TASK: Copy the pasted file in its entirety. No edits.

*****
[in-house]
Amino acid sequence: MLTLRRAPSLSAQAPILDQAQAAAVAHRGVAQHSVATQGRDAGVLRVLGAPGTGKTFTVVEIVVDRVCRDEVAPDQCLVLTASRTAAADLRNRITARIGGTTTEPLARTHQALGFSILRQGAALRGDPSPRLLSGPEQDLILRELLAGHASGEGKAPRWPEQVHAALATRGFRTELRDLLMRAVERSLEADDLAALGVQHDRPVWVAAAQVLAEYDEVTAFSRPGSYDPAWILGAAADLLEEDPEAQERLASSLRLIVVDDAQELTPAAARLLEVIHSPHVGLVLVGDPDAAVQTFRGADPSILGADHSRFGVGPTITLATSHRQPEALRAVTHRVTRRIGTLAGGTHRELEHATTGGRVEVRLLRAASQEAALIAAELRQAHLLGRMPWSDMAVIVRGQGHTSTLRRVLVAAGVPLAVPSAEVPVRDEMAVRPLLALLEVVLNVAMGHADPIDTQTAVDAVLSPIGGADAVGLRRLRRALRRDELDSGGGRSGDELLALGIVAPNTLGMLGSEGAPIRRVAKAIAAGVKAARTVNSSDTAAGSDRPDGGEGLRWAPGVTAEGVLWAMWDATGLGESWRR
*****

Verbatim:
[in-house]
Amino acid sequence: MLTLRRAPSLSAQAPILDQAQAAAVAHRGVAQHSVATQGRDAGVLRVLGAPGTGKTFTVVEIVVDRVCRDEVAPDQCLVLTASRTAAADLRNRITARIGGTTTEPLARTHQALGFSILRQGAALRGDPSPRLLSGPEQDLILRELLAGHASGEGKAPRWPEQVHAALATRGFRTELRDLLMRAVERSLEADDLAALGVQHDRPVWVAAAQVLAEYDEVTAFSRPGSYDPAWILGAAADLLEEDPEAQERLASSLRLIVVDDAQELTPAAARLLEVIHSPHVGLVLVGDPDAAVQTFRGADPSILGADHSRFGVGPTITLATSHRQPEALRAVTHRVTRRIGTLAGGTHRELEHATTGGRVEVRLLRAASQEAALIAAELRQAHLLGRMPWSDMAVIVRGQGHTSTLRRVLVAAGVPLAVPSAEVPVRDEMAVRPLLALLEVVLNVAMGHADPIDTQTAVDAVLSPIGGADAVGLRRLRRALRRDELDSGGGRSGDELLALGIVAPNTLGMLGSEGAPIRRVAKAIAAGVKAARTVNSSDTAAGSDRPDGGEGLRWAPGVTAEGVLWAMWDATGLGESWRR